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Hoffmann, R. A wiki for the life sciences where authorship matters. Nature Genetics (2008)

Molecular cloning and expression of novel sulphotransferase-like cDNAs from human and rat brain.

The sulphotransferase (SULT) gene family is involved with the conjugation of many small drugs, xenobiotics and endogenous compounds. In this report, we describe the cloning and expression of novel cDNAs from human and rat brain, which are structurally related to the SULTs. These cDNAs have been termed 'brain sulphotransferase-like' ( BR- STL), because of their similarity to the SULTs and their selective expression in brain tissue. The proteins encoded by the human and rat BR- STL cDNAs (hBR-STL-1 and rBR-STL cDNA respectively), denoted as hBR-STL and rBR-STL, are 98% identical and 99% similar in sequence. The hBR-STL-1 cDNA contains an 852-nt open reading frame encoding a 284-amino-acid protein with a calculated molecular mass of 33083 Da. Northern-blot analyses of RNA isolated from eight human tissues indicate that the hBR-STL message is selectively expressed in brain. Characterization of different brain regions showed that message levels were highest in cortical brain regions. rBR-STL message levels were relatively low in brains of 1-day-old male and female rats, but increased to adult levels in RNA from 7-day-old rats, and remained at that level in adult animals. The hBR-STL and rBR-STL cDNAs were expressed in both Escherichia coli and Sf9 insect cells in the presence or absence of an N-terminal histidine-affinity tag (His-tag). Polyclonal antibodies were raised in chickens against purified His-tagged hBR-STL, and were used to detect the presence of rBR-STL in adult male and female rat brain cytosol. The high degree of sequence conservation, and the selective localization of the BR- STL message in brain, suggest an important function in the central nervous system.[1]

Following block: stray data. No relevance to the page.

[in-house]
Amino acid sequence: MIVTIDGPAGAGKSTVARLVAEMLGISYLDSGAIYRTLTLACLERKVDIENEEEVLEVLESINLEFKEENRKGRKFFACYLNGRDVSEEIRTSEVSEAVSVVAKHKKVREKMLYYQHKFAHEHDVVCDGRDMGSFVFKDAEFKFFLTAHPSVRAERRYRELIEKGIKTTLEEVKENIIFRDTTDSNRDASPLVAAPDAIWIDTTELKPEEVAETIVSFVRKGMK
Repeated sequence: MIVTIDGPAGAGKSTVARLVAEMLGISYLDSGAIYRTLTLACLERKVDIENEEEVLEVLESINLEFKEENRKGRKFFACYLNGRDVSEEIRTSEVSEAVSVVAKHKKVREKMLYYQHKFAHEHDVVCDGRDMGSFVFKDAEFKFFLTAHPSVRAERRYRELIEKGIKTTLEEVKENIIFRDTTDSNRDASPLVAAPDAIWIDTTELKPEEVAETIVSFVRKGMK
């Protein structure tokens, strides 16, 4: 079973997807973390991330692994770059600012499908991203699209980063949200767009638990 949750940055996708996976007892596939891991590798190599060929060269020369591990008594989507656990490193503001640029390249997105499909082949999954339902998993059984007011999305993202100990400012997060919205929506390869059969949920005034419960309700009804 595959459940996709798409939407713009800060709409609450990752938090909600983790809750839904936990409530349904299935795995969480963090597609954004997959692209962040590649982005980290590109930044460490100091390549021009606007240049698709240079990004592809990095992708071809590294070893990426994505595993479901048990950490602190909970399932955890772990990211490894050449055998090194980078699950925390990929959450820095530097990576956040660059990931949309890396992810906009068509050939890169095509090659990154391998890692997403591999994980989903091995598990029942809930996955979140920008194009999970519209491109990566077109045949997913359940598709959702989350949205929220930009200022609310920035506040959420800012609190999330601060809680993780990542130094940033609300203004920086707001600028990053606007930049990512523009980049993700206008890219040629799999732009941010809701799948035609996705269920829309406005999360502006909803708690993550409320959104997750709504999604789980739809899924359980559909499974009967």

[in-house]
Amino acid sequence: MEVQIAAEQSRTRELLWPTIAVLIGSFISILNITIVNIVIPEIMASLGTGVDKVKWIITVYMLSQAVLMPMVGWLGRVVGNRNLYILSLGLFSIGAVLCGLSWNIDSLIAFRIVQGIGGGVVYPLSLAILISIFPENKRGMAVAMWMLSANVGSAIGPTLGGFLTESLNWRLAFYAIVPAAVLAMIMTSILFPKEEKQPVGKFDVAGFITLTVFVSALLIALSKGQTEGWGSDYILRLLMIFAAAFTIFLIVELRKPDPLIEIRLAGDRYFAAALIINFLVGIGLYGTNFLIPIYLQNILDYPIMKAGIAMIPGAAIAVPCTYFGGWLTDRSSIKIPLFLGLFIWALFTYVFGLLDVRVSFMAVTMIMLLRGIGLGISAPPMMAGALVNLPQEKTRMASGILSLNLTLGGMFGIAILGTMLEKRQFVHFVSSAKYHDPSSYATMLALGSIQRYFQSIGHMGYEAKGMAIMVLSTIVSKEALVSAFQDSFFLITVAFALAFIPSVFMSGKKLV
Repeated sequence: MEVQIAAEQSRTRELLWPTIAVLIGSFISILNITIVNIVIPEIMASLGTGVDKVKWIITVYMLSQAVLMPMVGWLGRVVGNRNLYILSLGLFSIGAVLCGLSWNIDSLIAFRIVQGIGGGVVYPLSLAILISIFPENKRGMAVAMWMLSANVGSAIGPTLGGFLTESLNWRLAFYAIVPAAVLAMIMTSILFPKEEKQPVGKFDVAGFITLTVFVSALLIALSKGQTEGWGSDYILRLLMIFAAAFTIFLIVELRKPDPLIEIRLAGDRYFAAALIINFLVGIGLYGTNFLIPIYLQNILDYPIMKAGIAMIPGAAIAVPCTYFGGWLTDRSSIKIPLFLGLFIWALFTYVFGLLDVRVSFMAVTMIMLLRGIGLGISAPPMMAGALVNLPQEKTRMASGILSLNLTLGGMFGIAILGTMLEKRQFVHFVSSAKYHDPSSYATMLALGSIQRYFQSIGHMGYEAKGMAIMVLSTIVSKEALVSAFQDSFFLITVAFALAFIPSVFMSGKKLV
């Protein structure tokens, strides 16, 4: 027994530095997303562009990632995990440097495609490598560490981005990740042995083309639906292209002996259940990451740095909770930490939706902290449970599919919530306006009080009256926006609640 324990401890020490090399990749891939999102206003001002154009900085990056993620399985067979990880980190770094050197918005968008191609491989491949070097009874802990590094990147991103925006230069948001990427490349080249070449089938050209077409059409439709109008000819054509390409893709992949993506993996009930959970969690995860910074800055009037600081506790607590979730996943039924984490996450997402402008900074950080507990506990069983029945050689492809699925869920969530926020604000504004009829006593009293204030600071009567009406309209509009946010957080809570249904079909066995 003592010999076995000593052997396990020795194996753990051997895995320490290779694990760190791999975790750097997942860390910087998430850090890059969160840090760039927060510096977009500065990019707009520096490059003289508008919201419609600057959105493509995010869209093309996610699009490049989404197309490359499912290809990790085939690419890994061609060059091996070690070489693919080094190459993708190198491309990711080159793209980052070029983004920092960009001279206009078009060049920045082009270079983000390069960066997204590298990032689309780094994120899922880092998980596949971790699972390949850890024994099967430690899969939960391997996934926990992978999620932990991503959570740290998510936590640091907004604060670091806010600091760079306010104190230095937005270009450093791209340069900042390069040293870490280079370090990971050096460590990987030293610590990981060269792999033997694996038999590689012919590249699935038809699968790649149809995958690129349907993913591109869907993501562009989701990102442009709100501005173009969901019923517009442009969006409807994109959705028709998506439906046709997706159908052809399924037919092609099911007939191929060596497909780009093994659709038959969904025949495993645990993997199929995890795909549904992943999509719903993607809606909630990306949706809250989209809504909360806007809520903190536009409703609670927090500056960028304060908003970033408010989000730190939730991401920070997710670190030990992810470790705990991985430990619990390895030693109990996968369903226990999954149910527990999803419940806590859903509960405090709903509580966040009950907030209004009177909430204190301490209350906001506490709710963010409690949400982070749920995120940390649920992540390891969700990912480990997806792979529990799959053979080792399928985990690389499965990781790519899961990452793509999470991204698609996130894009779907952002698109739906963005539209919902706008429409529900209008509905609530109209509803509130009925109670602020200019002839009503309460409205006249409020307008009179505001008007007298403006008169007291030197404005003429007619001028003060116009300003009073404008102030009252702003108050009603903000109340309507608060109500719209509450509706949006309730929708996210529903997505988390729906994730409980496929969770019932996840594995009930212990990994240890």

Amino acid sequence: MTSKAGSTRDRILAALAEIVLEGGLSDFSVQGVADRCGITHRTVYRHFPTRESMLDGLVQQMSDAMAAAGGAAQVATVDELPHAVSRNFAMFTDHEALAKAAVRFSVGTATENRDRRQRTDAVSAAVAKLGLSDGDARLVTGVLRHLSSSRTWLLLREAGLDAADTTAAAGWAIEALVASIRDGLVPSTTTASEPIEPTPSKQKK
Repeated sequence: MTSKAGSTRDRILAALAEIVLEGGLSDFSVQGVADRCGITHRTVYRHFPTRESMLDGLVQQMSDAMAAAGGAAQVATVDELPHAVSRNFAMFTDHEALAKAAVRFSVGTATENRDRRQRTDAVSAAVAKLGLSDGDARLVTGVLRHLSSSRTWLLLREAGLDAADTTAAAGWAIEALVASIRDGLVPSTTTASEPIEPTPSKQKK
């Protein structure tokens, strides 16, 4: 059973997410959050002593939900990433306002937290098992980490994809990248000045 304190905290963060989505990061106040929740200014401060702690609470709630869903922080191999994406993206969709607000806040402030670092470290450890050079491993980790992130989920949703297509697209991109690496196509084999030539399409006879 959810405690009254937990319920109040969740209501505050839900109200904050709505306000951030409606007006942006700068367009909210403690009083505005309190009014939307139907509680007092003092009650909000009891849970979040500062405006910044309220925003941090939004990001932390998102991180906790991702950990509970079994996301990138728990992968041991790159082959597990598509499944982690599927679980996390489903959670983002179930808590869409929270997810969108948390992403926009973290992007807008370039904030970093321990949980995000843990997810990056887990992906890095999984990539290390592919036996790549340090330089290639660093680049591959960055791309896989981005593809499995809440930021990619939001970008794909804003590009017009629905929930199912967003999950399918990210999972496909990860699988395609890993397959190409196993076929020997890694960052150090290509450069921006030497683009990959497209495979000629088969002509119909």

1. Molecular cloning and expression of novel sulphotransferase-like cDNAs from human and rat brain. Falany, C.N., Xie, X., Wang, J., Ferrer, J., Falany, J.L. Biochem. J. (2000) [Pubmed]
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